“If you’re Jewish and at an event, I probably made the latkes,” Douglas Weinstein told me last week, as I watched him mix eggs with shredded potatoes in the kitchen of Congregation B’nai B’rith (CBB) in the hills above Santa Barbara. “I’ll be working on them for a couple hours every day for the next week.”
A lifelong professional cook, caterer, and cafe owner who now works in tech sales, Weinstein is making about 2,500 latkes for CBB and the Jewish Federation of Greater Santa Barbara this season. Both organizations host a number of parties each Hanukkah, which started on December 2 and ends December 10 this year, and Weinstein’s crisp potato pancakes are the stars of the show.
Hanukkah is the Jewish holiday that celebrates the retaking of the Holy Temple in Jerusalem from the Greeks in the second century BCE. The Jews found only one urn of olive oil to light the temple’s menorah, but it miraculously lasted for eight days, long enough for a new batch of oil to be made. Known today as the “festival of lights,” Hanukkah is celebrated by lighting the menorah each night and eating fried foods. That includes jelly doughnuts and latkes, which became a popular holiday treat in Eastern Europe during the 1800s. Said Weinstein, “Anything fried is a mitzvah.”
Weinstein cooks as a volunteer for each organization, and they both request about 1,000 or so latkes be made. “But between me and the people who walk through the kitchen, we need at least 200 more,” said Weinstein, who grew up eating latkes in Los Angeles and started cooking in restaurants as a teenager. “Latkes are like Lay’s potato chips — no one can eat just one!”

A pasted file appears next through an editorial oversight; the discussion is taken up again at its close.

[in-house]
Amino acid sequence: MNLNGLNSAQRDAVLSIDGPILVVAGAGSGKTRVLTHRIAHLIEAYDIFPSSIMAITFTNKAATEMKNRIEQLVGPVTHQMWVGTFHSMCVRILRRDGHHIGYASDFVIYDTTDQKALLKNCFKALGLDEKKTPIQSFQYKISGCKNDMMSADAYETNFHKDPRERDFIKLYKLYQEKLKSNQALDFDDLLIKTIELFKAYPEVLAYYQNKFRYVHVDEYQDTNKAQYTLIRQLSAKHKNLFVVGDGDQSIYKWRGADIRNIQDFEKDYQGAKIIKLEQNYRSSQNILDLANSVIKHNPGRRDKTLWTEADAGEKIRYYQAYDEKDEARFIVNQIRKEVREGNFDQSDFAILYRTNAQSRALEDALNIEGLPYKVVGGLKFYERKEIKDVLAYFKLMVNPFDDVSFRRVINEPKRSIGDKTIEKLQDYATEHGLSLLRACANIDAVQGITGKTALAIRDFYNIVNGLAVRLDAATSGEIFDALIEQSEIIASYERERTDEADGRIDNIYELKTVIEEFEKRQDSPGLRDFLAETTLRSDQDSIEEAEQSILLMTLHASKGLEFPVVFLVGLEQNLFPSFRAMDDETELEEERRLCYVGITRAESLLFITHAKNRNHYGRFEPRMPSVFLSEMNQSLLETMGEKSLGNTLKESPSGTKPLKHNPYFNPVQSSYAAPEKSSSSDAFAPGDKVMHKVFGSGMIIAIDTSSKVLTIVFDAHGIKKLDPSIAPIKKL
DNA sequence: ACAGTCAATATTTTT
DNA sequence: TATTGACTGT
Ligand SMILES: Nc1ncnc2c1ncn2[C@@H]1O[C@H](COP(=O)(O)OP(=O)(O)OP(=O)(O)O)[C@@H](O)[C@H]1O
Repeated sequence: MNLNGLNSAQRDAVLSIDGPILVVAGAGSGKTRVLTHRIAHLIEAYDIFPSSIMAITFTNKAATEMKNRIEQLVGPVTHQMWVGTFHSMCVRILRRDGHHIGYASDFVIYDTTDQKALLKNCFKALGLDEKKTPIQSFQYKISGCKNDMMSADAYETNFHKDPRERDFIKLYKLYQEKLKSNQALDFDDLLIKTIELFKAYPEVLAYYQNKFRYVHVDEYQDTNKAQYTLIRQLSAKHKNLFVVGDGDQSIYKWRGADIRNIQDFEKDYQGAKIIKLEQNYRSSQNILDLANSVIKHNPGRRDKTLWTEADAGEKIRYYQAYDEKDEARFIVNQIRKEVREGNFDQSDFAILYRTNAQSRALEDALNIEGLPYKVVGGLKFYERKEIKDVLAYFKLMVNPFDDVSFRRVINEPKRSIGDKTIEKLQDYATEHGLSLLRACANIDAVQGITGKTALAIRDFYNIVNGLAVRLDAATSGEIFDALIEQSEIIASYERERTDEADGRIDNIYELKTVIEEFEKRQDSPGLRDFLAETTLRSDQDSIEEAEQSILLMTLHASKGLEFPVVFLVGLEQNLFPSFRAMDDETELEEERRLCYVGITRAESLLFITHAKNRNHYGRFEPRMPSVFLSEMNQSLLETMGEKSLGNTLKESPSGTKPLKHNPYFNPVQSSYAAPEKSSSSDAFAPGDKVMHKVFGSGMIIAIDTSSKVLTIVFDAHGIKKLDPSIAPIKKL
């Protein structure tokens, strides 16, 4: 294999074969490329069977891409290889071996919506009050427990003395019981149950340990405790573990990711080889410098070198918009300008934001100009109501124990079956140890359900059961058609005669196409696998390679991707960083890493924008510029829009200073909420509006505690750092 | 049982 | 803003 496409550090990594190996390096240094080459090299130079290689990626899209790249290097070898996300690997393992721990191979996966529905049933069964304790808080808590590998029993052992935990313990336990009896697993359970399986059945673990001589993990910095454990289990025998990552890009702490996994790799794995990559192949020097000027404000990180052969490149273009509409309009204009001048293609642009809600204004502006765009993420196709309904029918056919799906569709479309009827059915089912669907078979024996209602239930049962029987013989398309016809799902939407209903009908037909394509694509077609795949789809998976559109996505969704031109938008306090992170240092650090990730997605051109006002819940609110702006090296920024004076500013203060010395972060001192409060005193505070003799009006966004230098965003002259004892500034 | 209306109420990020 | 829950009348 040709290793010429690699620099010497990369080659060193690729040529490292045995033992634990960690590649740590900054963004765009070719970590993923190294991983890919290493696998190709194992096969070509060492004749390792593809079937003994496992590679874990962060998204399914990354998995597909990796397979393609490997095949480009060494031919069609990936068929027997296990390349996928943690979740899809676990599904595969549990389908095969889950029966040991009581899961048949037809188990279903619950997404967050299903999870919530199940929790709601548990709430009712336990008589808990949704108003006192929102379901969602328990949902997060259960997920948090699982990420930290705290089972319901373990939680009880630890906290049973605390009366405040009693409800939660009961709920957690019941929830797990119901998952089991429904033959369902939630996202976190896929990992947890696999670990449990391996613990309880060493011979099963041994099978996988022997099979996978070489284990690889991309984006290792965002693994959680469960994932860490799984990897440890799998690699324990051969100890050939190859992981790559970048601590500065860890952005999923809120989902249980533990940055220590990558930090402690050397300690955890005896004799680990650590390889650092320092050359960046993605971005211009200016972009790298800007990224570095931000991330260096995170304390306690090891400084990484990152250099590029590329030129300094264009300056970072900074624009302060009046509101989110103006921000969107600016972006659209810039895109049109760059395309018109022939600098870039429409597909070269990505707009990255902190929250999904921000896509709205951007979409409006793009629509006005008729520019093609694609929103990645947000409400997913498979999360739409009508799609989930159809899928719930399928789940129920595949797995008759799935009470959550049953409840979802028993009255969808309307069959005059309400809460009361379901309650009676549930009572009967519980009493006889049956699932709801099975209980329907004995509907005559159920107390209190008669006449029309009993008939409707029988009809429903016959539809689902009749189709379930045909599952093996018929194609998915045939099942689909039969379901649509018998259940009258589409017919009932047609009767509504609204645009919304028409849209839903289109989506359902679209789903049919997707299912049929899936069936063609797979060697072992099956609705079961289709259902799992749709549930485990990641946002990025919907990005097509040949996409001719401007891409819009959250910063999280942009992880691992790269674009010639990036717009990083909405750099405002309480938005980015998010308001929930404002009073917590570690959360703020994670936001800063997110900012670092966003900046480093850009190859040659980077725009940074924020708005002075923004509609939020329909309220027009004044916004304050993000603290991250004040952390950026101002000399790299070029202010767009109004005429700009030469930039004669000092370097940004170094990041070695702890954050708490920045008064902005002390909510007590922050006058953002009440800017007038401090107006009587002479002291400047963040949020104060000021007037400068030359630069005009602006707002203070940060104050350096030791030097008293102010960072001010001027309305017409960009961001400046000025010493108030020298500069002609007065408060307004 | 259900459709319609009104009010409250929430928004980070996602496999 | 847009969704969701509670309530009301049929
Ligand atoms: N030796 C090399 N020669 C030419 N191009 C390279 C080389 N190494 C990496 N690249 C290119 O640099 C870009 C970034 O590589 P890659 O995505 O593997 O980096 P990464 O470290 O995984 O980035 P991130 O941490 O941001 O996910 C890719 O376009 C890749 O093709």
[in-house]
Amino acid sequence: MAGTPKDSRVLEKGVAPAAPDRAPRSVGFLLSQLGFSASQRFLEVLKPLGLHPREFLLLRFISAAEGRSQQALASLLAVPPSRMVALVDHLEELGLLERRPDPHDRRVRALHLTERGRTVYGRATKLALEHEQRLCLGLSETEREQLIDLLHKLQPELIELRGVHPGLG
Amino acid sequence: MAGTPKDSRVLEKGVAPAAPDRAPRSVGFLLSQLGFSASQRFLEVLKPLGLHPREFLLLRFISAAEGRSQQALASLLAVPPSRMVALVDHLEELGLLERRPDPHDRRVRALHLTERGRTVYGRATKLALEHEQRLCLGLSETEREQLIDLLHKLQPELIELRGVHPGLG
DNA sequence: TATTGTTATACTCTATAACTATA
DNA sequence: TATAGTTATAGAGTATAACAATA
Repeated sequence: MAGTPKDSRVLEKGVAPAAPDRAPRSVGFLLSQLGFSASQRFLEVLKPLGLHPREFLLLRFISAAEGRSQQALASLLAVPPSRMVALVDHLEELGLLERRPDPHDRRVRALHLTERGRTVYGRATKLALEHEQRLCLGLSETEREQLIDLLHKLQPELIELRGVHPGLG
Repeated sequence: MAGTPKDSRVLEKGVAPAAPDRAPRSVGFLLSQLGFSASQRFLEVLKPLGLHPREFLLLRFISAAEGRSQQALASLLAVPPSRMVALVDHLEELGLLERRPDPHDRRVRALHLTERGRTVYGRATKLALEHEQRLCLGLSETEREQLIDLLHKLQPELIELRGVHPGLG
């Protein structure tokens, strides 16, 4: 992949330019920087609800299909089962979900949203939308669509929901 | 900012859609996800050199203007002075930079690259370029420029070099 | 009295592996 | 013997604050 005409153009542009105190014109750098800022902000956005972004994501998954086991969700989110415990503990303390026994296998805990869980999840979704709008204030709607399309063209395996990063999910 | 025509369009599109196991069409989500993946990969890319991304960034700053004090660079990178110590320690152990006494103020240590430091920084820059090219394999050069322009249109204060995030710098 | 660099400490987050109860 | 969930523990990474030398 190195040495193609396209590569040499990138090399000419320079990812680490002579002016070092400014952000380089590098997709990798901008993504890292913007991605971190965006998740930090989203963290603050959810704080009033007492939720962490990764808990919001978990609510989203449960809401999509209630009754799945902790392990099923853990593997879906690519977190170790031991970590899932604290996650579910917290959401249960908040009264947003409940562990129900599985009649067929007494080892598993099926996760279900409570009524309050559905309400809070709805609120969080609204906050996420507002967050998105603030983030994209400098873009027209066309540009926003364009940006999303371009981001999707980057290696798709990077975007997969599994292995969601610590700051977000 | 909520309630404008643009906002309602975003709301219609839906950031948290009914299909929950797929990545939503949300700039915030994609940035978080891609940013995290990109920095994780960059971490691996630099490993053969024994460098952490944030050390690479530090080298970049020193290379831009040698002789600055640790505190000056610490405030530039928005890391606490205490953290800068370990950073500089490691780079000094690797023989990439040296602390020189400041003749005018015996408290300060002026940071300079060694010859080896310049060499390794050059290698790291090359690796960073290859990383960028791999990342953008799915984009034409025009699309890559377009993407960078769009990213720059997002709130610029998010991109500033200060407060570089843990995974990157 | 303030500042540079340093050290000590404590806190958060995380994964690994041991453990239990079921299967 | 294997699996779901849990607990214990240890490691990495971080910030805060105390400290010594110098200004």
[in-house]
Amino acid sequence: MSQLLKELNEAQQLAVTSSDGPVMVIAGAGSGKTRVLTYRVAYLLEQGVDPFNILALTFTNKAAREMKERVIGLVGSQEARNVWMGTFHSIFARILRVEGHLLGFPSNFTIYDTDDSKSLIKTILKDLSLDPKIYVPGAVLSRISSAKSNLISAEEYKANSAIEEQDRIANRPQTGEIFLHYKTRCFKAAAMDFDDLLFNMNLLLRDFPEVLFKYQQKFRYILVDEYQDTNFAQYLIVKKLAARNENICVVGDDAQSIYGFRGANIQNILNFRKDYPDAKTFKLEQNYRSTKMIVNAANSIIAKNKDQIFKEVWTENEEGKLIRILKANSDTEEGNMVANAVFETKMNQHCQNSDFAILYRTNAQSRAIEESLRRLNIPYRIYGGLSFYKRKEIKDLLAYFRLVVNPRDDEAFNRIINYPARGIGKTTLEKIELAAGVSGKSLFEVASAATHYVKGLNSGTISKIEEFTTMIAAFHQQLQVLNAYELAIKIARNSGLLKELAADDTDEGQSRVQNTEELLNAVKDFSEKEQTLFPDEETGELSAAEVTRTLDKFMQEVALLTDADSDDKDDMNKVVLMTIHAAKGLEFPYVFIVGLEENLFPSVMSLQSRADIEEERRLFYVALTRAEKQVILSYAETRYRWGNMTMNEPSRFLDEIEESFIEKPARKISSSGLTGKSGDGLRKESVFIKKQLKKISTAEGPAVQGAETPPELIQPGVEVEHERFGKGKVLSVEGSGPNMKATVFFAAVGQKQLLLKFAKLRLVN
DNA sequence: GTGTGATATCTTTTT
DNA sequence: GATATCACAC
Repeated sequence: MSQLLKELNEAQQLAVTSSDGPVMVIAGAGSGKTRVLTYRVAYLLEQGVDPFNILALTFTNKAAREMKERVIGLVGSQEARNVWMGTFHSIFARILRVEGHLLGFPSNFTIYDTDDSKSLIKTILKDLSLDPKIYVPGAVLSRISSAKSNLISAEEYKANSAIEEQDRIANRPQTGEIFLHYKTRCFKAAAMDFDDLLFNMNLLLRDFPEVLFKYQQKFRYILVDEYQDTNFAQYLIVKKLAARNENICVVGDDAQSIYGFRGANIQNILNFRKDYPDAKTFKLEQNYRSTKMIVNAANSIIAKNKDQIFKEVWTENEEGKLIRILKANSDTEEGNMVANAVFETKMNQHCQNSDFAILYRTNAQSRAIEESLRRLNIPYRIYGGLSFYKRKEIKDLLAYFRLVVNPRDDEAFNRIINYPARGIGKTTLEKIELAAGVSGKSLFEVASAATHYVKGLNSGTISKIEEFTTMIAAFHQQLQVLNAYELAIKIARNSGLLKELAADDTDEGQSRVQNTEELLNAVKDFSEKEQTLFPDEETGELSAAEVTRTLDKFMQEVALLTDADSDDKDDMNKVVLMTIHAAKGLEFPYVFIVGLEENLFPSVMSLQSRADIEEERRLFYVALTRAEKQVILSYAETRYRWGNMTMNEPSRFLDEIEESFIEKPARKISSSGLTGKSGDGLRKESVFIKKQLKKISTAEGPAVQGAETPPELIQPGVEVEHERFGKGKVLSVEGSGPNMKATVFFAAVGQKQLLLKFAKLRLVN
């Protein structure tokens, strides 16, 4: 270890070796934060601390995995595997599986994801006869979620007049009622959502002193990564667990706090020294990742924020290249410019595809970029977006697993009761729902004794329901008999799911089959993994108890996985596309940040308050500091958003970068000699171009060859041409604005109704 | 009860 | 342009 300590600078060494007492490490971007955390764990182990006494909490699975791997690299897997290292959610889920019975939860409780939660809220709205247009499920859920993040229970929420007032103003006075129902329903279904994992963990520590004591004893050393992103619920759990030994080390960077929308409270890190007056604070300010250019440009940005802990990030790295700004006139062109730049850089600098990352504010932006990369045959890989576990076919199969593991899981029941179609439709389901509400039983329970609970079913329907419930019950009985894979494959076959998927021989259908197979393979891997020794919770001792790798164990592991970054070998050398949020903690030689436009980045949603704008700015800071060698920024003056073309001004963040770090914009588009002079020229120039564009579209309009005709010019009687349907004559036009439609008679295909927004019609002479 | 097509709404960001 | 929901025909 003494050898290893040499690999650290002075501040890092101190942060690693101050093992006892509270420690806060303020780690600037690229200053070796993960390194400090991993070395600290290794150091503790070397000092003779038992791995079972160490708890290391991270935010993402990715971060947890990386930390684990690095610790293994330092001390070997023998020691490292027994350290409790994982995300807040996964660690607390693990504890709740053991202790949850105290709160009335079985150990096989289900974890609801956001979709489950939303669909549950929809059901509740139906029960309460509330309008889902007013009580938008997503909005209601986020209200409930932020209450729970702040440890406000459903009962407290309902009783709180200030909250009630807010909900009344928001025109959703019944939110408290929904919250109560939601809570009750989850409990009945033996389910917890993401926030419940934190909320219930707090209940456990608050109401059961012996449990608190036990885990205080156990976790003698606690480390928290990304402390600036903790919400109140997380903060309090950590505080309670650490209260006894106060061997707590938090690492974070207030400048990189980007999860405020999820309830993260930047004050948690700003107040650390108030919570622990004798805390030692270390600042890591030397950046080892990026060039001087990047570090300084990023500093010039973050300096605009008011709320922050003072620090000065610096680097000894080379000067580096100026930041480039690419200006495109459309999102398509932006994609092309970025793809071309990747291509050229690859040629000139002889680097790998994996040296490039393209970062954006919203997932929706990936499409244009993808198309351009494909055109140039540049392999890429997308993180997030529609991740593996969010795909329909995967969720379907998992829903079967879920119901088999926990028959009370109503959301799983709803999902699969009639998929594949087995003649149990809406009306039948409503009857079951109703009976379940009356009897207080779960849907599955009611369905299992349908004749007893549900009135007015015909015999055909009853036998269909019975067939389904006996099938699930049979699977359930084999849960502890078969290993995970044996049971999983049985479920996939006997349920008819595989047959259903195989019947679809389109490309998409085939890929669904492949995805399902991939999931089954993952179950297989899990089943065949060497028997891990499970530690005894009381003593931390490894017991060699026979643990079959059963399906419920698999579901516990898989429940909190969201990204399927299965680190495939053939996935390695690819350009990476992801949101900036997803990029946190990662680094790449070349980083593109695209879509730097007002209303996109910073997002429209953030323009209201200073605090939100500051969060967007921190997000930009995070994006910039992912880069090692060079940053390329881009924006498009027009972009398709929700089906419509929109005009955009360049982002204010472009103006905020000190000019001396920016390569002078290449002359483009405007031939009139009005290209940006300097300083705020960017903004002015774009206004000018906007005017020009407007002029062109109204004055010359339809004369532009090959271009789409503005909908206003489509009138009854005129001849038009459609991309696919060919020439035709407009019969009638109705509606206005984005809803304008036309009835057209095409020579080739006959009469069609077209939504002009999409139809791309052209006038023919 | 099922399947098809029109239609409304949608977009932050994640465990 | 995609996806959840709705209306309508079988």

To make 100 latkes an hour, Weinstein relies on packaged hash browns to fill these tall orders, which are frozen once fried and then reheated in the oven as needed for the eight days of parties. For a more traditional style, start by peeling, shredding, and squeezing all the water out of three russet potatoes. Chop them further, according to style desired — some like their latkes very fine, like mashed potatoes, while others prefer more hash-brown consistency. (Weinstein aims for the middle ground.)
Add three large eggs, a little bit of dried onion, a binding agent (which could be regular flour, rice flour, matzoh, instant mashed potatoes, or gluten-free options), and salt and pepper to taste. “And I always throw in baking powder,” said Weinstein. “It makes them puff up a bit.”
Put an eighth of an inch of oil in a pan — he recommends grapeseed oil — and, once shimmering, plop in your small scoops of potatoes. Weinstein lets them cook a little before pressing the blobs down into discs, then spins them as they cook. Once the underside is a dark gold, flip them over and finish the job. Serve hot and crunchy with sour cream and applesauce.
“I cook so much here, even when I don’t cook, I get credit for it,” said Weinstein of his volunteer efforts, which include 400 pounds of brisket for CBB’s biggest party and a weekly gig for about 55 senior citizens at the Federation’s Schmooze Room. “It’s kind of embarrassing.”
When I finally bite into one of his creations, I’m pretty sure it’s the best latke I’ve ever had — expertly seasoned, crunchy yet fluffy, airy but substantial. As he lets me out the front door, Weinstein calls out to his son, Julian, who is killing time in the CBB lobby as Dad cooks away. “Want a latke?” he says as the door closes. Julian, of course, does, and so do I, scarfing one more as I get into my truck.
Try Weinstein’s latkes at one of the following events:
Congregation B’nai B’rith
Hanukkah Cabaret: Wed., Dec. 5, 6:30 p.m., $20-$40; cbbsb.org/cabaret
Hanukkah & Hilarity Comedy Night: Thu. Dec. 6, 4:30 p.m., $8-$10
12th Annual Vodka Latke Young Adult Holiday Party: Sat., Dec. 8, 7 p.m., $15-$25
Family Hanukkah Party: Mon. Dec. 10, 5 p.m.